From disappointed Wonka to serious cat, the humble meme has developed from a way for forum users to make each other laugh to one of the most commonly used means of digital communication in 2019. If you’re under 30, you can probably have full blown conversations using memes alone, such is the impact of this bizarre but intriguing use of simple text and imagery. Marketeers have been using memes in their campaigns for a while now and its proving to be a very effective tool for some. Here’s Probella’s guide on how to use memes for marketing in 2019:
1. Choose a theme people understand
Being obscure and edgy can be effective when you’re targeting an audience but the whole point of memes is that they’re supposed to go viral. To do that, they need to be based around something a lot of people know about and understand. Films, TV shows, musicians and fashion are all goldmines of potential source material. Don’t be afraid to recycle, either. Unless you’re creating memes for comedic purposes only, there’s absolutely no shame in repurposing a popular and well-loved meme to suit your own message. Just make sure you aren’t infringing on any copyright laws.
2. Keep them short
It’s impossible to create a meme that has impact when you use too much text. Sentences don’t necessarily have to be so short your kids could understand them but do keep them as simple and clear as possible. The message needs to be absorbed quickly and the text itself is only really there to compliment the image. It could be the voice of a character or perhaps a commentary on what’s happening in the picture itself but ensure people “get” it within a couple of seconds, otherwise it simply won’t work.
3. Be Blatant
This isn’t a subtle form of advertising. It’s essentially a smaller version of a billboard in the way that the audience receives the information. They glance at it, rather than studying it like a work of art. If you have a sale on, say so. If you’re offering a 50% discount to new online customers, make that impossible to miss. You probably do want to get a laugh or create a sense of intrigue but remember that you’re creating this purely to drive traffic.
4. Use them on the right platforms
Generally speaking, memes should be used sparingly on Facebook and Twitter, but you can get away with posting them fairly frequently on apps like Instagram and Pinterest. This comes down to what audiences expect to see on certain platforms. Repetitive content does quite well on photo sharing apps, but it can be irksome to people browsing twitter for news, for example. If you do post memes on Facebook, try to do so at a time when your users are likely to engage with them. That way you can let them do most of the sharing for you.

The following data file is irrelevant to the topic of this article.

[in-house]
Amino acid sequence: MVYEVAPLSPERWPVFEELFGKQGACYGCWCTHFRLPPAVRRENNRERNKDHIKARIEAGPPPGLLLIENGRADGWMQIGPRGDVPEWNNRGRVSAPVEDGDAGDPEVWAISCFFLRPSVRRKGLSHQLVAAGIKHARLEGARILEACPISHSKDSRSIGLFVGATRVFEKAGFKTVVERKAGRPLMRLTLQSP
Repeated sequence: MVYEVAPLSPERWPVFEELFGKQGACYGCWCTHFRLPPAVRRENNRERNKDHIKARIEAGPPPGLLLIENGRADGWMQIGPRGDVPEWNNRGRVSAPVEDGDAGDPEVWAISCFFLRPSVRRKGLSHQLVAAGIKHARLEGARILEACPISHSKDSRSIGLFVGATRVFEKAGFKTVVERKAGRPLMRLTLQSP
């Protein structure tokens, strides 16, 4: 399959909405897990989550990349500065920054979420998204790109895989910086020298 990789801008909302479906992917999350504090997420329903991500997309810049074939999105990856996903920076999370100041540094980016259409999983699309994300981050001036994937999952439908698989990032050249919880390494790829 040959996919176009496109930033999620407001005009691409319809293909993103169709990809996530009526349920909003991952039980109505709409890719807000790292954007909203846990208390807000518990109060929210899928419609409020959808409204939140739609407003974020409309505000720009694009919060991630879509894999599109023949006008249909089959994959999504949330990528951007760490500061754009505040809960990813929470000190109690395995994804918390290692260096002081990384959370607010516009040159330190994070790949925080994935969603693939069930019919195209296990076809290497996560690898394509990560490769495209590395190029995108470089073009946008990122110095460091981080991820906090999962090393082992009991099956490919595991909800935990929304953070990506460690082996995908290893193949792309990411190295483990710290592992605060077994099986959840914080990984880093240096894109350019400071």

5. Remember that memes have a “shelf life.”
Like old sit coms or pop songs, memes can reach a point in their life span when they become so familiar, they lose all their original impact. Try to use images that are either trending or well established, but not to the point that people are already of tired of seeing them. This style of marketing is usually just a bit of fun but if you keep posting wildly out of date or irrelevant content, it can affect the way people view your business.
6. Avoid Controversial Memes
Short messages that are intended to be humorous or ironic can be easily misconstrued by somebody who sees them out of context. Even if you have the best intentions, if an image has been used for hate speech or anything else illegal, you could seriously damage your reputation. To avoid this, take some time to check any images you use to ensure they don’t have hidden connotations you aren’t aware of. Similarly, anything associated with political parties, extreme movements, controversial viewpoints or otherwise “difficult” subject matter should usually be avoided.
7. Capitalise on Existing Characters
From Homer to Hancock, there are a wealth of characters with fully formed personalities that you can potentially use for your own marketing purposes. As always, you need to be careful not infringe on copyright or break any laws, but this technique can be extremely effective. When an audience recognises a character, they already have a tone of voice in their head. If you can use this to deliver your message to them, there’s a good chance it will have more impact than if you described it in a lengthy email.
8. Use Large, Clear, Solid Text
The font needs to be readable, clear and above all, bold enough to stand out against the background colours of the image. This probably seems like basic stuff, but it can make all the difference. Avoid “jokey” fonts like comic sans or anything too ornate. The joke or message you are presenting is within the image and the meaning of the text, you don’t need to add any more layers.
9. Include Your Website Address Somewhere in the Image
Make sure you include the URL somewhere on the page. This works like a watermark or brand logo in some ways and it can be a simple way of confirming that that the image is related to your business. If it appears on somebody’s Instagram feed or twitter because it’s been reposted, you want people to know exactly where it’s come from.
10. Avoid Serious Topics
They just don’t work. Keep things light-hearted and easy going. Even if you’re using darker humour, try to make sure your end goal is to raise a smile, rather than a frown. People are used to memes being funny, so they usually look at the image searching for a joke. If they do this and find a depressing or dull message, the overall feeling they’re left with is disappointment.